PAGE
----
The title, “What Shall I Say?” A Guide to Letter Writing for Ladies’, and the picturr of a glamorously dressed woman, hair immaculately coiffed, sitting at a traditional writing desk, pen in hand evokes a different world. A world of stately drawing rooms, spacious gardens and scented note paper. As if reading the index was not entrtaining enough, there are actual examples of what to say when writing to complain of being attacked by a vicious dog, of piano playing or the crowing of fowls. Should, per chance, you friend ask you to be her bridesmaid you are instructed in the correct way to accept her invitation. On the other hand, should you wish to decline, that is also shown:
My Dear Bella,
‘I can’t come! And I’m so disappointed for more reasons than one. Have I betrayed myself?’
What could possibly have happened? Has she been having an affair with Bella’s fiance? Has she run off with the milkman? What could possibly prevent her from starring at her friend’s wedding? The letter continues:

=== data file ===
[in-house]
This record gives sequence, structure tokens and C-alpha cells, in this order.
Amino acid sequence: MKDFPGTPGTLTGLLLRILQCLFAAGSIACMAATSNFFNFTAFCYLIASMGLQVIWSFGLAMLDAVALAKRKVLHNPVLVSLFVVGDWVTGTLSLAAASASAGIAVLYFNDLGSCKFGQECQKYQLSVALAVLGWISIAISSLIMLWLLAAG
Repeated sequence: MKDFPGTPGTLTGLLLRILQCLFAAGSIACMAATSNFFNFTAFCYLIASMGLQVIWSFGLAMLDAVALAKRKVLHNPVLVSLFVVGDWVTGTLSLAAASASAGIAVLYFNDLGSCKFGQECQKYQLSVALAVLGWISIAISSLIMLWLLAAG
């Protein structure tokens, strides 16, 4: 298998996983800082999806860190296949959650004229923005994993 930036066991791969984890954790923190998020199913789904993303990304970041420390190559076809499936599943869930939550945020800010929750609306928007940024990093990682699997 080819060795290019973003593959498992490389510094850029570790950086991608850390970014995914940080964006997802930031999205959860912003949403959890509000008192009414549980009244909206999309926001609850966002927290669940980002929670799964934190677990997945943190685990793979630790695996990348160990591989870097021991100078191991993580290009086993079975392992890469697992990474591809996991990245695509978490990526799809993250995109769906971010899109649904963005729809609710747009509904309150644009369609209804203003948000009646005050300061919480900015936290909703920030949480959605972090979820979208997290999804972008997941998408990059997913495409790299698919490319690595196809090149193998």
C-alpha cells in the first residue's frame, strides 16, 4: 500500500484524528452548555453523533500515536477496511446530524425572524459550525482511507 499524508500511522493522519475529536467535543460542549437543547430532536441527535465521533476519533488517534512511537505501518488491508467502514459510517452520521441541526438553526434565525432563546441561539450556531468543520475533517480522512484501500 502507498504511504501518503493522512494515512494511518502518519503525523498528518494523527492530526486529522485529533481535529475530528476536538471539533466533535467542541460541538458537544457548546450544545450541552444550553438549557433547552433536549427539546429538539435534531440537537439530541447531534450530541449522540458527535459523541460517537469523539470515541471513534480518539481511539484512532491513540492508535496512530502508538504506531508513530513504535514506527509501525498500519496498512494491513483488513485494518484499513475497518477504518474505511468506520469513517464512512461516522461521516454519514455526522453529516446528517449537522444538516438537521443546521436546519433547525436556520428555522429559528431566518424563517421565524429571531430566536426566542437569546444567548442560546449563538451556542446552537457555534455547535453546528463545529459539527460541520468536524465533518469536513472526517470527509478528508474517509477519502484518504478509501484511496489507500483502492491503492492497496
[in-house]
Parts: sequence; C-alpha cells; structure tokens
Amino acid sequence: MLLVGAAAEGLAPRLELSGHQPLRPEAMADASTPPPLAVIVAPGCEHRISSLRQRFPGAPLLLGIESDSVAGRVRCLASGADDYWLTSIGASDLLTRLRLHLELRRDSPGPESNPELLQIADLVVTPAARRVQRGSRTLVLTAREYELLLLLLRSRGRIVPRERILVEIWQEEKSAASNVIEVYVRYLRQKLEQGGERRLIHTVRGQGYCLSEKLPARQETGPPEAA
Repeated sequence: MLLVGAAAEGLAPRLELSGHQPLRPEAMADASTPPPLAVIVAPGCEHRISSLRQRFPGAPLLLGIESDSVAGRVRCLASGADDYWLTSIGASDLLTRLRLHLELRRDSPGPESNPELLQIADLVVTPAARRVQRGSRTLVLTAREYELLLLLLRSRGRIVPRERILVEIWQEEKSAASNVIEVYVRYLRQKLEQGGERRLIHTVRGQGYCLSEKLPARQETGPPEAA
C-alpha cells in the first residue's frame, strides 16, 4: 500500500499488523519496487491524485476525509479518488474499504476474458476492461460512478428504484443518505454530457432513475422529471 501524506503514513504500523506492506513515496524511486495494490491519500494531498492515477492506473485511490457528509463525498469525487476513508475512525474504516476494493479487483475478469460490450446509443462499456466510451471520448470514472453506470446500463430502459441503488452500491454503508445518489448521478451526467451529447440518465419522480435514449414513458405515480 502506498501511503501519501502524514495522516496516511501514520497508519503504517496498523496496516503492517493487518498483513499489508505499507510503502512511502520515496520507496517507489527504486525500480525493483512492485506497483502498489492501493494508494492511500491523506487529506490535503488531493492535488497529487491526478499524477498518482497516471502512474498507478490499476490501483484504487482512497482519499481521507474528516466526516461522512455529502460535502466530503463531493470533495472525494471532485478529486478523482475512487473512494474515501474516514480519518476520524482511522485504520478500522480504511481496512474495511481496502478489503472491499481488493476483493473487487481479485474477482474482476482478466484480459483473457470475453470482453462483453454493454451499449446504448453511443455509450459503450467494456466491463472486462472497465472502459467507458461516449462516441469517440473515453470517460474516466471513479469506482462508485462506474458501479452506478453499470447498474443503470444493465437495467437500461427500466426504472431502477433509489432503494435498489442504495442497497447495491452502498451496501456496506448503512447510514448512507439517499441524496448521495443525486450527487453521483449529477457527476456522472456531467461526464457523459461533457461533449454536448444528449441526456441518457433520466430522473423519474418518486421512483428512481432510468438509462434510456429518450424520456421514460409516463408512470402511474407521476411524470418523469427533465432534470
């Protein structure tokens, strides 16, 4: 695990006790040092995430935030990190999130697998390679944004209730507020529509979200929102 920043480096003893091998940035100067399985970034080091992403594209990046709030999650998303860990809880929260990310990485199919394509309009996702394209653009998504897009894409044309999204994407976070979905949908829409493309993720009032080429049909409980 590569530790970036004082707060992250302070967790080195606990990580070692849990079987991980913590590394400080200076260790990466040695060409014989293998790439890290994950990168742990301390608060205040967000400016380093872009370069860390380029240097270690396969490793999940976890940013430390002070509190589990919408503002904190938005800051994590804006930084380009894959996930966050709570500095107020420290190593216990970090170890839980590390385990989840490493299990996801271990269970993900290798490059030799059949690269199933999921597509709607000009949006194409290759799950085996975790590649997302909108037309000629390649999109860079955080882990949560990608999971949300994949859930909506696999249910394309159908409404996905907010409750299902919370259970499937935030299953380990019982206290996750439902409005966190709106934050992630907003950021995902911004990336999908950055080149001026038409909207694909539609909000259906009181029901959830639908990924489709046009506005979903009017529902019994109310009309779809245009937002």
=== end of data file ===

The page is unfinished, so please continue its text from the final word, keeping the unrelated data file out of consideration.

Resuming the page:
‘I am compelled to go away to the south of France with my mother. She is troubled with her chest again …’
This slim volume is packed full of gems like this. More than enough to stir the imagination of any storyteller. What if you should bump into the Queen at the supermarket. How should you address her, or her son, daughter, lady in waiting, gate keeper? Every bookshelf should definitely have one of these. And where can you buy one? Shakespeare and Co. The famous Paris bookshop is packed to the rafters with every imaginable king of book from the oldest to the newest, the biggest to the smallest. As I made my way in and out of all its nooks and crannies I fully expected to come upon someone who had been looking for the exit for several years. It’s that sort of place.
Don’t miss it if you have to go to France with your mother – or anyone else for that matter.